The multinational liberal coalition that cemented its hold on power during the New Deal had its roots deep in the Eastern establishment; it also included the national media, important foundations, the big Wall Street law firms, and organizations such as the Council on Foreign Relations. This coalition favored economic and political Open Doors and the strategic internationalism that accompanied them. Although the bipartisan consensus among the US foreign policy establishment favoring strategic internationalism and US hegmony that was forged some six decades ago has occasionally been tested – notably during the Vietnam War – it has proved remarkably durable. Unless it undergoes a Damascene-like intellectual conversion, as long as the present foreign policy elite remains in power the United States will remain wedded to a hegemonic grand strategy. It probably will take a major domestic political realignment – perhaps triggered by setbacks abroad or a severe economic crisis at home – to bring about a change in American grand strategy.
Layne concludes his analysis by considering if and how the United States could distance itself from its hegemonic grand strategy in order to preserve its own interests. We are now reading The Peace of Illusions fifteen years after its publication. In this “modest search for truth”, we accept that it provides a very clear and convincing demonstration as to why US foreign policy appears to have been constant, since the 1940s, in its pursuit for global dominance and hegemony. Yet some questions remain unresolved (emphasis mine).
In Thomas Ferguson paper, quoted by Layne, its author intends to “outline the major elements of the coalition that triumphantly came together during and after Roosevelt Second New Deal – the coalition that, in its successive mutations, dominated American politics until Jimmy Carter […] I sketch the systematic, patterned disintegration of the System of 1896 and the simultaneous emergence of another New Deal bloc, whose interests and ideology shaped what can conveniently be termed ‘multinational liberalism'” The full title of Ferguson’s 1984 essay is “From Normalcy to New Deal: industrial structure, party competition, and American public policy in the Great Depression”. Did Ferguson mean that the “coalition” ceased to be dominant under, or after, the Carter presidency, or that its objectives, and hence American politics, then changed and took another direction?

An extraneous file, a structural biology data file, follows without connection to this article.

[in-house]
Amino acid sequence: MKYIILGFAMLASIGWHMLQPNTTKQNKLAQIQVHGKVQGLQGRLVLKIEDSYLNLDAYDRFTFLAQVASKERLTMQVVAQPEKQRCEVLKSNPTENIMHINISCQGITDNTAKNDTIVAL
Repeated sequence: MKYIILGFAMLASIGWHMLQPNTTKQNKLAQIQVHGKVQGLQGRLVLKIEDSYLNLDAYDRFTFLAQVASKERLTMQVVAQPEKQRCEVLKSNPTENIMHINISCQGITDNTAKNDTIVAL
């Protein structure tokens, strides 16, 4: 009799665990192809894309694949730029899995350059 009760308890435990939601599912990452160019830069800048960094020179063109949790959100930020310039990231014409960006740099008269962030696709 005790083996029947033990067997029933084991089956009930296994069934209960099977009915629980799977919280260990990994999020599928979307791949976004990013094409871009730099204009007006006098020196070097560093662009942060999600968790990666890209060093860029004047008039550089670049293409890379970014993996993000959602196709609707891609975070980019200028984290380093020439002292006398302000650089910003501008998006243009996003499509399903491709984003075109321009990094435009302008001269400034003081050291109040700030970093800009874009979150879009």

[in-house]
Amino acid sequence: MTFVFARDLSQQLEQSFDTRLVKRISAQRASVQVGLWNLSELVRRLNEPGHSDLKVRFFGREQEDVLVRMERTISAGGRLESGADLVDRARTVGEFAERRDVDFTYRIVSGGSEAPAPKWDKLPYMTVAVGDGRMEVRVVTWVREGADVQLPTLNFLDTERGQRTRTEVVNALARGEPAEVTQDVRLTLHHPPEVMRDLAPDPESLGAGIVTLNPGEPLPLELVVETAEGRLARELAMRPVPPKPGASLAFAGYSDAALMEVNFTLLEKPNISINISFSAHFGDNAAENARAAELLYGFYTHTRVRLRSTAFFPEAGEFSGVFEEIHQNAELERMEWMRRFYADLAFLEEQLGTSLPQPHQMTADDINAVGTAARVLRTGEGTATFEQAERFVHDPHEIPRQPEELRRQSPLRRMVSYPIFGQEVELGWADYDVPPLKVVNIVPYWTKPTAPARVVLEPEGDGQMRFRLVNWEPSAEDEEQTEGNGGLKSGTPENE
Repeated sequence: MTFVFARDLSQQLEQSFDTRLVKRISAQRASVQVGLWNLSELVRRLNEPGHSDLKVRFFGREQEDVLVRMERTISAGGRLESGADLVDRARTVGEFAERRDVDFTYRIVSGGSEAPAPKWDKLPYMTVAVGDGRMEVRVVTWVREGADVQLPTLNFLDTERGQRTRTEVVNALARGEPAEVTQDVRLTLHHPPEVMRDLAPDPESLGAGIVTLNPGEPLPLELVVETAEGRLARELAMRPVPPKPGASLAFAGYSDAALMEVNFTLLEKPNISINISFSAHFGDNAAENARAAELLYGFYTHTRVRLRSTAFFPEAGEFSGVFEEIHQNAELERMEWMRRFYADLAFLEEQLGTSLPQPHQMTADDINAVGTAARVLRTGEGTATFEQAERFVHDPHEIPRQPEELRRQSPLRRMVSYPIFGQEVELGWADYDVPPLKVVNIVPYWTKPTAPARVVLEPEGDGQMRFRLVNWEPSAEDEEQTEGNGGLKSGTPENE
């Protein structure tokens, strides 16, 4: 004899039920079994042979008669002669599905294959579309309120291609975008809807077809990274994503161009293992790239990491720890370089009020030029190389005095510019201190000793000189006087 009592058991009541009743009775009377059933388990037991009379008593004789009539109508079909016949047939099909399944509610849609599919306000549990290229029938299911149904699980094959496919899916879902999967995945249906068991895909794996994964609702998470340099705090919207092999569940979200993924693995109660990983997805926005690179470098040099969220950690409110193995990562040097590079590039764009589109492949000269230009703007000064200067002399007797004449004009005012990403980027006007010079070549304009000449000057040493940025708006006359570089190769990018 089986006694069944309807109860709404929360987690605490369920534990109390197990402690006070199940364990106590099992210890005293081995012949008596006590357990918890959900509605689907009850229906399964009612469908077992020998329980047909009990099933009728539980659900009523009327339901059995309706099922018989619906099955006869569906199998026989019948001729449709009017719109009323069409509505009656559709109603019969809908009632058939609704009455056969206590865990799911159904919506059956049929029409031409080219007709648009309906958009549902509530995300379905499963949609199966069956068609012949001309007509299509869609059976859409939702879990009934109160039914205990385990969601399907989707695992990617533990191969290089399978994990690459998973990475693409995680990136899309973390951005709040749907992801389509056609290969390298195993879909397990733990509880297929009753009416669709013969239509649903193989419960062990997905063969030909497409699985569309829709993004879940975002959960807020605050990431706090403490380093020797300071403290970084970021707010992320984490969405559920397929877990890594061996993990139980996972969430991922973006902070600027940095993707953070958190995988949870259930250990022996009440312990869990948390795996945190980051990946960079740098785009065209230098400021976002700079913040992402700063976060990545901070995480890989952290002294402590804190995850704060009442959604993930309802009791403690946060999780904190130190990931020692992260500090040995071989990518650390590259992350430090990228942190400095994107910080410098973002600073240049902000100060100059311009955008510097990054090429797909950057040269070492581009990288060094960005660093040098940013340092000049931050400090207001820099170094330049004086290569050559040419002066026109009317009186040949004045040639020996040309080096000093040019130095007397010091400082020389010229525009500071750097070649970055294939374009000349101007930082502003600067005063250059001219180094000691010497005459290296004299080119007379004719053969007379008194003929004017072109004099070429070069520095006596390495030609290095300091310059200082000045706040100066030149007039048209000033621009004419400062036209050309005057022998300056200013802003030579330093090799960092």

Yet Layne asserts, in 2005, that no such change ever took place:
It is often said, with respect to US grand strategy, that the al Qaeda attacks on New York and Washington DC, “changed everything”. But they did not. After 9/11 – as before – geopolitical dominance has been the ambition of the United States. If anything, 9/11 gave Bush II administration’s “hegemonists” a convenient – indeed, almost providential – rationale for implementing policies they would have wanted to pursue in any event, including “regime change” in Iraq (and possibly Iran); the projection of US power into the Middle East and Central Asia; a massive five-year defense buildup […] and a nuclear strategy that aims at attaining meaningful nuclear superiority over peer competitiors and simultaneously ensuring that regional powers cannot develop the capacity to deter US military intervention abroad. In short, the Bush II administration has sought security by expanding US power and pursuing hegemony. In this respect it has stayed on – not left – the grand strategic path followed by the United States since the early 1940s.
In considering the merits of Layne’s arguments, some fifteen years later, one must observe that, judging by results, the main outcomes of the Bush II administration’s – and its successors’ – initiatives in Central Asia and the Middle East, appear now to be opposite to the grand strategic aims. While the global US military presence, the expansion of NATO, and the bloated defense budget, public and hidden, remain constants of American foreign policy, the Iraq and Afghanistan fiascos imposed a heavy cost on American credibility and influence, a blow to the hegemonic ambition. If Vietnam was America’s hegemon “signal crisis”, according to Arrighi, was the second Iraq war not an ignominous sign of its decline? Is this the inevitable result of the “self-defeating” grand strategy?
Especially in the Middle East, the US lost friends, failed to succeed in their regime change ambition in Syria (assuming regime change was the objective), and, worst of all, was unable to prevent the armed intrusion, in Syria, at the heart of this most strategic area, of a dreaded “regional power”, the Russian Federation. It must be legitimate to ask who really benefited from the “providential” events of 2001 and the actions of the Bush II “hegemonists”.
In the following posts we will investigate the apparent contradictions of the grand strategy in recent history, as well as attempt to answer this last question: who benefited? To achieve this we will have to look back at some of the influences that may have inflected US foreign policy and its actors.
For a European left critic of Christopher Layne’s book, see “A Radical Realist“.
A modest search for truth – 3 >>